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How To Spot the Cowboy Driveway Companies

By: Chris Hogan MSc - Updated: 11 Jan 2017 | comments*Discuss
Cowboys Driveway Professional Drive Home

In a previous article, we went through the process that should ensure you find a contractor who is reputable and can offer guarantees that are worth the paper they are written on (see Using Professionals For Work On Your Driveway. In this article, we focus more on the ways that you can spot the cowboys – the people who will do a poor quality job and don't rectify it when you discover the faults.

Don't Deal on the Doorstep

Never deal with anyone who just knocks on the door and offers to do your drive, just because they just happen to have some spare tarmac or concrete left over from a job down the road. This is a sure sign of cowboys, and even if they're telling the truth about the work down the road, there'll be no comeback if the job isn't done well, because it will have been unofficial.

It's more likely that it's a ruse and they will have moved on before your drive has set properly, leaving you a mobile phone number that rings unobtainable and a driveway headache. You can usually get rid of these people by asking for written quotes, If they are reluctant, then you've probably identified some cowboys.

Beware of Scant Details

Speaking of mobile numbers, beware of people who will only give out a mobile number and seem reluctant to give out a landline number or an address. This means that they don't have an office or a depot and, although many companies can be run from home perfectly legitimately, it's unlikely that a competent driveway professional would be able to do so.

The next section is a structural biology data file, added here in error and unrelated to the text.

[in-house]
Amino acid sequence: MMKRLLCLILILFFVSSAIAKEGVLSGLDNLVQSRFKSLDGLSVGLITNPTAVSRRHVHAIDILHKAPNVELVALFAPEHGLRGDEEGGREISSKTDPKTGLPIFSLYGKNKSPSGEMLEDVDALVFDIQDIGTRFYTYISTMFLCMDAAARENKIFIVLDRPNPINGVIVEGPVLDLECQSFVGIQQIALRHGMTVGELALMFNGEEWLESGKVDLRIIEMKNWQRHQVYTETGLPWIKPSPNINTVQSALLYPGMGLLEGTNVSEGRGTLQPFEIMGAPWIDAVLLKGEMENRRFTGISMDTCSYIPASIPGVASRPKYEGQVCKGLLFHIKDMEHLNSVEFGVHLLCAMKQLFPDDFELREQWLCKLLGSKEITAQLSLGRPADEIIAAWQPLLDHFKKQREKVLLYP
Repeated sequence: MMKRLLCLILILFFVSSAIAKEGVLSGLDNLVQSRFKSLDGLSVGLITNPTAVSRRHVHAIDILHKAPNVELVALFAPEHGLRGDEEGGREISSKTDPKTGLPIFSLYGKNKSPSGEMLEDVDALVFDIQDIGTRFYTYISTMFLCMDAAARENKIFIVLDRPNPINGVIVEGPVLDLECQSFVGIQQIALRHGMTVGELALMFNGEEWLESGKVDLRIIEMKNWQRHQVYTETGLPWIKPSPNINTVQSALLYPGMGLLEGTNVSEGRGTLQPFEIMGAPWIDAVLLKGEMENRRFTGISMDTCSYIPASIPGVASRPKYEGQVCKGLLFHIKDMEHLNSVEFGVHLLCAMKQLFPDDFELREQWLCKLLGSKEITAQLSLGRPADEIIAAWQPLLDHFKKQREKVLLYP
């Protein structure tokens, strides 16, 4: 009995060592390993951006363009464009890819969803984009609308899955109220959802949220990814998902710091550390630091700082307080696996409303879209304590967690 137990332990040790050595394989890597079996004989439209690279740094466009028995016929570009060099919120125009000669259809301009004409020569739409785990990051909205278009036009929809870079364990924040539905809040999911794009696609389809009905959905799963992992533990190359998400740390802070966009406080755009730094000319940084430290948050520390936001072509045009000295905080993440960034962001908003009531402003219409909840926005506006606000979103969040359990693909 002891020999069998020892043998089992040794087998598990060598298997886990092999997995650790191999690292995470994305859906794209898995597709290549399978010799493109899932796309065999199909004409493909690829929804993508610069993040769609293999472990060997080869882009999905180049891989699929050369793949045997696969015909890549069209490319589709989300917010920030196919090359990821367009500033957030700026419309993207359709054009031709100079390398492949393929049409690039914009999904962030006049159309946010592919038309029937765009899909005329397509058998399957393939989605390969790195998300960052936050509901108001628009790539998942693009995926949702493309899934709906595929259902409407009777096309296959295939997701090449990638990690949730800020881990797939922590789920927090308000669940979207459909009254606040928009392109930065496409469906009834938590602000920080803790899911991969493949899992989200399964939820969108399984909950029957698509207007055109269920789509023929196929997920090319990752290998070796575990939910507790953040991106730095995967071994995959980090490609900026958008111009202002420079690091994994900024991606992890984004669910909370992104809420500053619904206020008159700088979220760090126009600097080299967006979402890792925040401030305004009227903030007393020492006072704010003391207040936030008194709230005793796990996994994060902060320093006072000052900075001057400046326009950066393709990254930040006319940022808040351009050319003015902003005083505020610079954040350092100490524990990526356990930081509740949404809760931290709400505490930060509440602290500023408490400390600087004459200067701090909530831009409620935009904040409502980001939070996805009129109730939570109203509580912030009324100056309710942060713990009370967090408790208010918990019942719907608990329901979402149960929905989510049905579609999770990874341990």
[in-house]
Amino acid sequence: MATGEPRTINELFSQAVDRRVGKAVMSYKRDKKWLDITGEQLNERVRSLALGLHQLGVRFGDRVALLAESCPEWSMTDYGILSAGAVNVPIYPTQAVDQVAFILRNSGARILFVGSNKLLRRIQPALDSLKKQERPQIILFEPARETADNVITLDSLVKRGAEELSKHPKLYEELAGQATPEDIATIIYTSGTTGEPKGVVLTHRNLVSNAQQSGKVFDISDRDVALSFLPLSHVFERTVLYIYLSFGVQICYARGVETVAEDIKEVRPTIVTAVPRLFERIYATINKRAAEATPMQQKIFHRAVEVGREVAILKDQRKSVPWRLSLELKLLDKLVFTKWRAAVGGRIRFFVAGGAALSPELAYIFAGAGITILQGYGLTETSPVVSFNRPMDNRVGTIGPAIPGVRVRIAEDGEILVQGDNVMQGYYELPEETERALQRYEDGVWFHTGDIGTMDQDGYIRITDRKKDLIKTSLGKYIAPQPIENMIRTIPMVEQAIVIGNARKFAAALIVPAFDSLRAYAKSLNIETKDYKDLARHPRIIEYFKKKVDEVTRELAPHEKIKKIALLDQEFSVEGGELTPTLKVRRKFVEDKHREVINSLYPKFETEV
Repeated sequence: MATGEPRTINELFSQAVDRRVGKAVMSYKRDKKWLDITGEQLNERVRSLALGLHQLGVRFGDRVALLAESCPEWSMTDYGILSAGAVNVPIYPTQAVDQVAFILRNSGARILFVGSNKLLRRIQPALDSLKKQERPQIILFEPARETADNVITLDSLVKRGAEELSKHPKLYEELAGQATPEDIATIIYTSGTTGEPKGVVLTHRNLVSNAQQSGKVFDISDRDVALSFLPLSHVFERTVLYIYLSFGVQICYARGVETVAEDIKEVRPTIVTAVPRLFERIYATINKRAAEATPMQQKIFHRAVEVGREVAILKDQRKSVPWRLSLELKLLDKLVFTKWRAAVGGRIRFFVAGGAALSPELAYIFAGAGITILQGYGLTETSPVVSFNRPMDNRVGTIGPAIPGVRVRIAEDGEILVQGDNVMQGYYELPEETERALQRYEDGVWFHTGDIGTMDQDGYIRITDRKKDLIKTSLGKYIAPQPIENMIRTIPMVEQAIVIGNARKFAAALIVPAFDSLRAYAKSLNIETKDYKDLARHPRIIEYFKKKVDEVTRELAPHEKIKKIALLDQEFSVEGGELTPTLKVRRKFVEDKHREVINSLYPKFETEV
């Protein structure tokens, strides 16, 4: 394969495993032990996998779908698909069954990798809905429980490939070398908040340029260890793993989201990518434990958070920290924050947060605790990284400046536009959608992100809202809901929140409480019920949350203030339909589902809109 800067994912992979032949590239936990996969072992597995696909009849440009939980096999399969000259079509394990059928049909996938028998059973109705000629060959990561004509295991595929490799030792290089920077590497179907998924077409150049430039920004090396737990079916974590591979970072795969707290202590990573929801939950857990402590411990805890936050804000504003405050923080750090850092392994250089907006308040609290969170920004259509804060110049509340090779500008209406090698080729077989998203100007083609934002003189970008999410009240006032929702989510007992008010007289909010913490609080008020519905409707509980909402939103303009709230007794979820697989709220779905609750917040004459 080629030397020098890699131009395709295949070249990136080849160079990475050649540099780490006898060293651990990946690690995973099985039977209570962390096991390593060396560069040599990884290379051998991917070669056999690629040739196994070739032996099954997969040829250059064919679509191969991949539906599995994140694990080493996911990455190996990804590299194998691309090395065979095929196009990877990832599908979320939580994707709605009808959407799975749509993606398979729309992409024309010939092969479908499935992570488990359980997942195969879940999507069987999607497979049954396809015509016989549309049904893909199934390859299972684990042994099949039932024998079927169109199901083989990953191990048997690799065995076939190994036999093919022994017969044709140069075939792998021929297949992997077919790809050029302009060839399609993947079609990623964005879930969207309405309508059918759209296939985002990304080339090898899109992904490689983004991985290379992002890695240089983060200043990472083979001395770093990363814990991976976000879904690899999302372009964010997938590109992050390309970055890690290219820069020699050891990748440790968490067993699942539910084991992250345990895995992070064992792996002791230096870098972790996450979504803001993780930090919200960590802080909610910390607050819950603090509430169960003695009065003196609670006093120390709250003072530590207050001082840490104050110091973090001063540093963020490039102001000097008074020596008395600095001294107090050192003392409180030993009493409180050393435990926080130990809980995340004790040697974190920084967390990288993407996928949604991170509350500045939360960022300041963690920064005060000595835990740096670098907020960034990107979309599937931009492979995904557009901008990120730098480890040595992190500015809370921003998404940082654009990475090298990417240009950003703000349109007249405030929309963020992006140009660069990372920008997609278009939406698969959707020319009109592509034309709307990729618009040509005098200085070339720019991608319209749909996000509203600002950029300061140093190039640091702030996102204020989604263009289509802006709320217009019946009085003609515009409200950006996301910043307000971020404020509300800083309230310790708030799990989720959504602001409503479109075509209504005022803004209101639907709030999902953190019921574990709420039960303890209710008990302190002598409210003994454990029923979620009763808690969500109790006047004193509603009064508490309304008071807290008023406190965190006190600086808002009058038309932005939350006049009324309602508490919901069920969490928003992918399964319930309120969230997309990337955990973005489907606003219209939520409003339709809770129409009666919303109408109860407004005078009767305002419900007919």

Keep an Eye Out

Keep an eye on the local press and local news websites as well. If there are gangs of cowboys in the area, then this is often reported. Some Trading Standards divisions will put notices in papers and on their own websites if there is something fishy going on in the area, but many others do not. Some will comment on names of firms who are under scrutiny, but again others will not. Unfortunately, there doesn't seem to be consistency across the UK.

If you are interested in a particular driveway product, ask the manufacturer or distributor for some recommendations. At the same time ask them what amount of effort they put into vetting members, and what guarantees they can offer if there are problems.

In our article about using professionals to do this work we stress that (as with any other job on the home) you should Get At Least Three Written Quotes and immediately dismiss any companies who won't provide one. They're cowboys or they aren't interested in doing the work, and either way you don't want them anywhere near your home.

Getting Quotes: Ask Difficult Questions

Assuming you've got to the point of seeing companies on your short list to get quotes and assess them, it's time to ask the tricky questions. Are they members of any professional organisation? There isn’t any regulation of companies involved in controlling driveways and path building, but membership of a professional body at least means they have been in the same place for a while.

Real cowboys simply won't bother with enrolling or they will say they have when they haven't. So check with the trade body that they are actually registered, how long they have been members, and how stringent their vetting process is.

Ask about insurance and guarantees, too. They should have a minimum of one million pounds worth of public liability insurance. If you are asked to pay a deposit, it should be no more than 10% of the total quoted price and you should get a receipt.